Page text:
Respiration in Organisms

The process of breakdown of food in the cell with the release of energy is called cellular respiration. It is of two types namely, aerobic respiration and anaerobic respiration.

Aerobic respiration is a complex process of chemical reactions, in which oxygen is used to break down glucose into carbon dioxide and water. The energy is released in the form of ATP.

Respiration sometimes occurs without oxygen, and this is called anaerobic respiration. In this type of respiration, glucose is partially broken down and the end products are lactic acid or ethanol (alcohol), carbon dioxide and energy; this process is known as fermentation. Yeasts are single-celled organisms which respire anaerobically and yield alcohol during this process.

During heavy exercise i.e. fast running, cycling etc., the demand for energy is high and supply of oxygen to produce energy is limited, then anaerobic respiration takes places in the muscle cells to fulfill the fast demand of energy.

Breathing means taking in air rich in oxygen and giving out air rich in carbon dioxide. It is a physical process, involved in respiration. It involves two processes namely, inhalation and exhalation.

Inhalation is the movement of air from the external environment, through the air ways, into the alveoli.

Exhalation or expiration is the movement of air out of the bronchial tubes, through the airways to the external environment.

When we inhale air, it passes through our nostrils into the nasal cavity. The muscles of nostrils and the muscular diaphragm play a key role in breathing.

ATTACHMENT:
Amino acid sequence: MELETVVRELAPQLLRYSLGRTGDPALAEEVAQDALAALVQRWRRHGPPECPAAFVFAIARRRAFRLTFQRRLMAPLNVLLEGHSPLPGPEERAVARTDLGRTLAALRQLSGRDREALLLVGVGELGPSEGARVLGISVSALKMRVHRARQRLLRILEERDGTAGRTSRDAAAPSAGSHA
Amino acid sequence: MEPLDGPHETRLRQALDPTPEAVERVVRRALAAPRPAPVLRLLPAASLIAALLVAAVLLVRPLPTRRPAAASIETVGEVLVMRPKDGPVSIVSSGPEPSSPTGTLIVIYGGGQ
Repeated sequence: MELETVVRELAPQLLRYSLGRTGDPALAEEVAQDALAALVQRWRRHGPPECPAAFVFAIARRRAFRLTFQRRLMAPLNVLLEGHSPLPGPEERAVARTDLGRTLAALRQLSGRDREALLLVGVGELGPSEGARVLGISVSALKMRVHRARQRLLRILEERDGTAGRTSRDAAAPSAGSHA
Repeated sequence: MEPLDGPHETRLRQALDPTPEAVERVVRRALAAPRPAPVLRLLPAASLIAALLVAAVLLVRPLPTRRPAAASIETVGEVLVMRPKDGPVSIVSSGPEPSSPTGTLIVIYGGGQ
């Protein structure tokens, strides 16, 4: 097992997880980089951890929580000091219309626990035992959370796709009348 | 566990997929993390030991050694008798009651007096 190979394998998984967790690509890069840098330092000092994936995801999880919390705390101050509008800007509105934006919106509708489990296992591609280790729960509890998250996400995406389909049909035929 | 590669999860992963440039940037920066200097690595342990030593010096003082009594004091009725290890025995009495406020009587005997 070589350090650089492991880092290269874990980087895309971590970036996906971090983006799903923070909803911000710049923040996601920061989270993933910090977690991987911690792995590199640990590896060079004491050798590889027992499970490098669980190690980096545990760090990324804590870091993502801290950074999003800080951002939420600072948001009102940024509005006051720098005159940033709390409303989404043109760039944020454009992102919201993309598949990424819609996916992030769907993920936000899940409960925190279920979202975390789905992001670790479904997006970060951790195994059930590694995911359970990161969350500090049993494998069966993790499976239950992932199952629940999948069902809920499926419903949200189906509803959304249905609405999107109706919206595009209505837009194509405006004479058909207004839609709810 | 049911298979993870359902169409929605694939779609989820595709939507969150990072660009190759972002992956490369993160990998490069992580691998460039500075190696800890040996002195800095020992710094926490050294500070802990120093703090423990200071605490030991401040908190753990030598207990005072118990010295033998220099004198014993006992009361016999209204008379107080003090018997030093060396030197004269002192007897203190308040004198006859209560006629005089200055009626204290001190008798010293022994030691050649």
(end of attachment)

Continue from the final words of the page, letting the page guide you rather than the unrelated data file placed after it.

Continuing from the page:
From the nasal cavity, the air reaches our lungs through the windpipe, which is present inside the chest cavity. During inhalation, ribs move up and outwards and diaphragm moves down. This movement increases space in our chest cavity and air rushes into the lungs and the lungs get filled with air.

During exhalation, ribs move down and inwards, while diaphragm moves up to its former position. This reduces the size of the chest cavity and air is pushed out of the lungs.

Different types of organisms show different mechanisms for respiration. Insects generally have a network of air tubes called tracheae for gas exchange. Insects possess small openings on the sides of their body, known as spiracles. Oxygen rich air rushes through spiracles into the tracheal tubes, diffuses into the body tissue, and reaches every cell of the body. Similarly, carbon dioxide from the cells goes into the tracheal tubes and moves out through spiracles. E.g., in cockroach.

An earthworm breaths through its moist skin. Oxygen from air dissolves in the moisture present on the skin and then travels into the skin blood capillaries. The blood carries oxygen to various parts of the body and CO2 is lost from the body by the opposite process.

The gills in fish help them to use oxygen dissolved in water.

In plants, each part can independently take in oxygen from the air and give out carbon dioxide. The leaves of the plants have tiny pores called stomata for exchange of oxygen and carbon dioxide.

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